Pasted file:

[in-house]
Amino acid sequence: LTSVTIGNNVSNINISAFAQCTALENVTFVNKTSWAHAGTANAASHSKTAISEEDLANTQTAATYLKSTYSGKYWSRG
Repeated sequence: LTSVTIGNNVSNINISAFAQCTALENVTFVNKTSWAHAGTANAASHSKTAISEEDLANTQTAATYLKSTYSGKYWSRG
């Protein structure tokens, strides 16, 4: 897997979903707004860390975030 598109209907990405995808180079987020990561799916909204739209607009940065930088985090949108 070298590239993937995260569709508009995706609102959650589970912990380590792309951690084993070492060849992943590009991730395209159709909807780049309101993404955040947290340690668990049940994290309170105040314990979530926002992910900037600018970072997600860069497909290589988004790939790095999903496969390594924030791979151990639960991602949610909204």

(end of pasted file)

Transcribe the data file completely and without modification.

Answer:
[in-house]
Amino acid sequence: LTSVTIGNNVSNINISAFAQCTALENVTFVNKTSWAHAGTANAASHSKTAISEEDLANTQTAATYLKSTYSGKYWSRG
Repeated sequence: LTSVTIGNNVSNINISAFAQCTALENVTFVNKTSWAHAGTANAASHSKTAISEEDLANTQTAATYLKSTYSGKYWSRG
């Protein structure tokens, strides 16, 4: 897997979903707004860390975030 598109209907990405995808180079987020990561799916909204739209607009940065930088985090949108 070298590239993937995260569709508009995706609102959650589970912990380590792309951690084993070492060849992943590009991730395209159709909807780049309101993404955040947290340690668990049940994290309170105040314990979530926002992910900037600018970072997600860069497909290589988004790939790095999903496969390594924030791979151990639960991602949610909204």